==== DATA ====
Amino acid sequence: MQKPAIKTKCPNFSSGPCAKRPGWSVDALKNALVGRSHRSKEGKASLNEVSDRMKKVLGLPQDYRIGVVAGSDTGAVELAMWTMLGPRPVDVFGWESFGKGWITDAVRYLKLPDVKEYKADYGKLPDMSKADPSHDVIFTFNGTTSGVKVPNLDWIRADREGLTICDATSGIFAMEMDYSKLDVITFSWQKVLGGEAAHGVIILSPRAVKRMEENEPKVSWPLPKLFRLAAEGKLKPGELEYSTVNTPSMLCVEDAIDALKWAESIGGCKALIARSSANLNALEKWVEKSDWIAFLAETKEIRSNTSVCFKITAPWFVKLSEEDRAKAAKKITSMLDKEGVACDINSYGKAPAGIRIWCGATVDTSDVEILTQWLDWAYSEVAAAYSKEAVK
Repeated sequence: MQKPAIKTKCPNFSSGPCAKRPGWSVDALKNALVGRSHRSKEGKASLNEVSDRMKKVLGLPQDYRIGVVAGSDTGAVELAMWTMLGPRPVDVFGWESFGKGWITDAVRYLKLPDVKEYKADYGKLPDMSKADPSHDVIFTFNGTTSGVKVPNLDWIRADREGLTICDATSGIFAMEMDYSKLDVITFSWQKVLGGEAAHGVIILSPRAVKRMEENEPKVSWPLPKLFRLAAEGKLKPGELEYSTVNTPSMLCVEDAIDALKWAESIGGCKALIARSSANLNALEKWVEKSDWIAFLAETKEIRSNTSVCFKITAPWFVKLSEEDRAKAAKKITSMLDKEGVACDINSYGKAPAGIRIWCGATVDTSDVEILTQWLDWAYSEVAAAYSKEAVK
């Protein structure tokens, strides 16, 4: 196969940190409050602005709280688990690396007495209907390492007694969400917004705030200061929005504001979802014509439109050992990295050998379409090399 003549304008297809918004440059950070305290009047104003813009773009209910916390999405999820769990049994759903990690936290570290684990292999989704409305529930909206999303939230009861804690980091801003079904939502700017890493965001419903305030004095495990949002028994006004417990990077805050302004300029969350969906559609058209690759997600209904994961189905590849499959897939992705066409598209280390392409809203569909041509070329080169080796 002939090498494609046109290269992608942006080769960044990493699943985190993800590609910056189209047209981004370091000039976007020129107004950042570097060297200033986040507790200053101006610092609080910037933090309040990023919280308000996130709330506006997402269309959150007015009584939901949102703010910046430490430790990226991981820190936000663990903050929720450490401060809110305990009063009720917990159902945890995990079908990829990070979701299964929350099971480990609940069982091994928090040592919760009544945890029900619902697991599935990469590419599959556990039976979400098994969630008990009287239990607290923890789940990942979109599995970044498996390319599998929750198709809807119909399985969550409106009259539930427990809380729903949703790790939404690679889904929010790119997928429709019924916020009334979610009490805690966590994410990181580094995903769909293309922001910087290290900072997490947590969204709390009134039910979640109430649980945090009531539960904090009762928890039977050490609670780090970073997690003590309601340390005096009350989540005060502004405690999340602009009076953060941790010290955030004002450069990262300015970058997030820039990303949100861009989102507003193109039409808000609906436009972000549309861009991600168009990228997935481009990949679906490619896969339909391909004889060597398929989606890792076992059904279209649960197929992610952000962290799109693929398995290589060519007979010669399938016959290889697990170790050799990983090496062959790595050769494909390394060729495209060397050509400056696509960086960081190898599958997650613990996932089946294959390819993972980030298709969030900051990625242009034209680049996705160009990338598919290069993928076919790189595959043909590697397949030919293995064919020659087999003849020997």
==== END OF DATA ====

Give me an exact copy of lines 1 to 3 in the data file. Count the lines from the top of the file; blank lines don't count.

Amino acid sequence: MQKPAIKTKCPNFSSGPCAKRPGWSVDALKNALVGRSHRSKEGKASLNEVSDRMKKVLGLPQDYRIGVVAGSDTGAVELAMWTMLGPRPVDVFGWESFGKGWITDAVRYLKLPDVKEYKADYGKLPDMSKADPSHDVIFTFNGTTSGVKVPNLDWIRADREGLTICDATSGIFAMEMDYSKLDVITFSWQKVLGGEAAHGVIILSPRAVKRMEENEPKVSWPLPKLFRLAAEGKLKPGELEYSTVNTPSMLCVEDAIDALKWAESIGGCKALIARSSANLNALEKWVEKSDWIAFLAETKEIRSNTSVCFKITAPWFVKLSEEDRAKAAKKITSMLDKEGVACDINSYGKAPAGIRIWCGATVDTSDVEILTQWLDWAYSEVAAAYSKEAVK
Repeated sequence: MQKPAIKTKCPNFSSGPCAKRPGWSVDALKNALVGRSHRSKEGKASLNEVSDRMKKVLGLPQDYRIGVVAGSDTGAVELAMWTMLGPRPVDVFGWESFGKGWITDAVRYLKLPDVKEYKADYGKLPDMSKADPSHDVIFTFNGTTSGVKVPNLDWIRADREGLTICDATSGIFAMEMDYSKLDVITFSWQKVLGGEAAHGVIILSPRAVKRMEENEPKVSWPLPKLFRLAAEGKLKPGELEYSTVNTPSMLCVEDAIDALKWAESIGGCKALIARSSANLNALEKWVEKSDWIAFLAETKEIRSNTSVCFKITAPWFVKLSEEDRAKAAKKITSMLDKEGVACDINSYGKAPAGIRIWCGATVDTSDVEILTQWLDWAYSEVAAAYSKEAVK
């Protein structure tokens, strides 16, 4: 196969940190409050602005709280688990690396007495209907390492007694969400917004705030200061929005504001979802014509439109050992990295050998379409090399 003549304008297809918004440059950070305290009047104003813009773009209910916390999405999820769990049994759903990690936290570290684990292999989704409305529930909206999303939230009861804690980091801003079904939502700017890493965001419903305030004095495990949002028994006004417990990077805050302004300029969350969906559609058209690759997600209904994961189905590849499959897939992705066409598209280390392409809203569909041509070329080169080796 002939090498494609046109290269992608942006080769960044990493699943985190993800590609910056189209047209981004370091000039976007020129107004950042570097060297200033986040507790200053101006610092609080910037933090309040990023919280308000996130709330506006997402269309959150007015009584939901949102703010910046430490430790990226991981820190936000663990903050929720450490401060809110305990009063009720917990159902945890995990079908990829990070979701299964929350099971480990609940069982091994928090040592919760009544945890029900619902697991599935990469590419599959556990039976979400098994969630008990009287239990607290923890789940990942979109599995970044498996390319599998929750198709809807119909399985969550409106009259539930427990809380729903949703790790939404690679889904929010790119997928429709019924916020009334979610009490805690966590994410990181580094995903769909293309922001910087290290900072997490947590969204709390009134039910979640109430649980945090009531539960904090009762928890039977050490609670780090970073997690003590309601340390005096009350989540005060502004405690999340602009009076953060941790010290955030004002450069990262300015970058997030820039990303949100861009989102507003193109039409808000609906436009972000549309861009991600168009990228997935481009990949679906490619896969339909391909004889060597398929989606890792076992059904279209649960197929992610952000962290799109693929398995290589060519007979010669399938016959290889697990170790050799990983090496062959790595050769494909390394060729495209060397050509400056696509960086960081190898599958997650613990996932089946294959390819993972980030298709969030900051990625242009034209680049996705160009990338598919290069993928076919790189595959043909590697397949030919293995064919020659087999003849020997």